Non-technical individual skills are weakly connected to the maturity of agile practices
Journal article, 2018

Context: Existing knowledge in agile software development suggests that individual competency (e.g. skills) is a critical success factor for agile projects. While assuming that technical skills are important for every kind of software development project, many researchers suggest that non-technical individual skills are especially important in agile software development. Objective: In this paper, we investigate whether non-technical individual skills can predict the use of agile practices. Method: Through creating a set of multiple linear regression models using a total of 113 participants from agile teams in six software development organizations from The Netherlands and Brazil, we analyzed the predictive power of non-technical individual skills in relation to agile practices. Results: The results show that there is surprisingly low power in using non-technical individual skills to predict (i.e. explain variance in) the mature use of agile practices in software development. Conclusions: Therefore, we conclude that looking at non-technical individual skills is not the optimal level of analysis when trying to understand, and explain, the mature use of agile practices in the software development context. We argue that it is more important to focus on the non-t echnical skills as a team-level capacity instead of assuring that all individuals possess such skills when understanding the use of the agile practices.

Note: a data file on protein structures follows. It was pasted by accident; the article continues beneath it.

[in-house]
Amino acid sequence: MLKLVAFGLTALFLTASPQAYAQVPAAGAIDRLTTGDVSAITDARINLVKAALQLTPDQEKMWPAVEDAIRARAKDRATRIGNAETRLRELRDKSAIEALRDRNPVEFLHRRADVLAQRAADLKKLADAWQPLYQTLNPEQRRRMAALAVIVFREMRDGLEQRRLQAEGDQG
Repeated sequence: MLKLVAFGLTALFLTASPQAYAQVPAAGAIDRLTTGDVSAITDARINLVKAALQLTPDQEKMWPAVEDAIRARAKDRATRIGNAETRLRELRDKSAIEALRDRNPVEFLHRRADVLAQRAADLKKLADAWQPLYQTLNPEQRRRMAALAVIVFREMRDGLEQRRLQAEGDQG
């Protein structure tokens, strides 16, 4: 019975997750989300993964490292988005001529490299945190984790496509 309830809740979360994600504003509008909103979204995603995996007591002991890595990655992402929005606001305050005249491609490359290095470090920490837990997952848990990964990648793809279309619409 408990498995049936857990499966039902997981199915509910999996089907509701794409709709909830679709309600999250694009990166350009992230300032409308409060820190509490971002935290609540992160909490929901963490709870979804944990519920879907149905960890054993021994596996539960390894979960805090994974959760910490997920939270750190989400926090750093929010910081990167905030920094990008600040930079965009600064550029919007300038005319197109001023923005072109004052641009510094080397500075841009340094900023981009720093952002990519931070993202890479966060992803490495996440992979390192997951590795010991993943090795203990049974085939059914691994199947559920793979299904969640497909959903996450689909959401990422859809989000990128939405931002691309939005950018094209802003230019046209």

Empirical study

Code quality


Agile practices


Lucas Gren

University of Gothenburg

Alessia Knauss

Chalmers, Computer Science and Engineering (Chalmers), Software Engineering (Chalmers)

Christoph Johann Stettina

Leiden University

Information and Software Technology

0950-5849 (ISSN)

Vol. 99 11-20

Subject Categories

Social Sciences Interdisciplinary

Software Engineering

Information Systemes, Social aspects



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5/8/2018 1